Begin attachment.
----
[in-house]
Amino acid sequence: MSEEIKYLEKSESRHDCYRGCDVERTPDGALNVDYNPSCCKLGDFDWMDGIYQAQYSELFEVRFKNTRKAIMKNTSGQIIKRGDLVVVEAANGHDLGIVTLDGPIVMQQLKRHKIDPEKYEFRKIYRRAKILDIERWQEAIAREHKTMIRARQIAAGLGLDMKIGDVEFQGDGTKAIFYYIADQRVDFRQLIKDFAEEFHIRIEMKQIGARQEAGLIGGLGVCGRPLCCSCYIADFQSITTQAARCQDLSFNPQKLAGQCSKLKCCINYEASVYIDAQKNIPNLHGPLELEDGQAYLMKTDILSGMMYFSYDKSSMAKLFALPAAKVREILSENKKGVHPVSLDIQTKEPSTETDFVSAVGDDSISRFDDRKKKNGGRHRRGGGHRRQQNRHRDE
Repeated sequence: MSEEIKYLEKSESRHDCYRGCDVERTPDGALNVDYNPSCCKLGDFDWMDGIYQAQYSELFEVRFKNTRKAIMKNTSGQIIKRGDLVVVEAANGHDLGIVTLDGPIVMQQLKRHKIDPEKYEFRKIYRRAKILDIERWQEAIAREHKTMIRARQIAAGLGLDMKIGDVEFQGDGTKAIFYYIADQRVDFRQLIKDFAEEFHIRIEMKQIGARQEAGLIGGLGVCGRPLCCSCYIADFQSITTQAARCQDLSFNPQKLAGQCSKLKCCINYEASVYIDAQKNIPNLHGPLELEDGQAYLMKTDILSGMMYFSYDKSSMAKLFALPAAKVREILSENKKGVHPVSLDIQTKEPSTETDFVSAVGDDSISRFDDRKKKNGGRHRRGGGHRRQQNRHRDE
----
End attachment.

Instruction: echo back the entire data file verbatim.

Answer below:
[in-house]
Amino acid sequence: MSEEIKYLEKSESRHDCYRGCDVERTPDGALNVDYNPSCCKLGDFDWMDGIYQAQYSELFEVRFKNTRKAIMKNTSGQIIKRGDLVVVEAANGHDLGIVTLDGPIVMQQLKRHKIDPEKYEFRKIYRRAKILDIERWQEAIAREHKTMIRARQIAAGLGLDMKIGDVEFQGDGTKAIFYYIADQRVDFRQLIKDFAEEFHIRIEMKQIGARQEAGLIGGLGVCGRPLCCSCYIADFQSITTQAARCQDLSFNPQKLAGQCSKLKCCINYEASVYIDAQKNIPNLHGPLELEDGQAYLMKTDILSGMMYFSYDKSSMAKLFALPAAKVREILSENKKGVHPVSLDIQTKEPSTETDFVSAVGDDSISRFDDRKKKNGGRHRRGGGHRRQQNRHRDE
Repeated sequence: MSEEIKYLEKSESRHDCYRGCDVERTPDGALNVDYNPSCCKLGDFDWMDGIYQAQYSELFEVRFKNTRKAIMKNTSGQIIKRGDLVVVEAANGHDLGIVTLDGPIVMQQLKRHKIDPEKYEFRKIYRRAKILDIERWQEAIAREHKTMIRARQIAAGLGLDMKIGDVEFQGDGTKAIFYYIADQRVDFRQLIKDFAEEFHIRIEMKQIGARQEAGLIGGLGVCGRPLCCSCYIADFQSITTQAARCQDLSFNPQKLAGQCSKLKCCINYEASVYIDAQKNIPNLHGPLELEDGQAYLMKTDILSGMMYFSYDKSSMAKLFALPAAKVREILSENKKGVHPVSLDIQTKEPSTETDFVSAVGDDSISRFDDRKKKNGGRHRRGGGHRRQQNRHRDE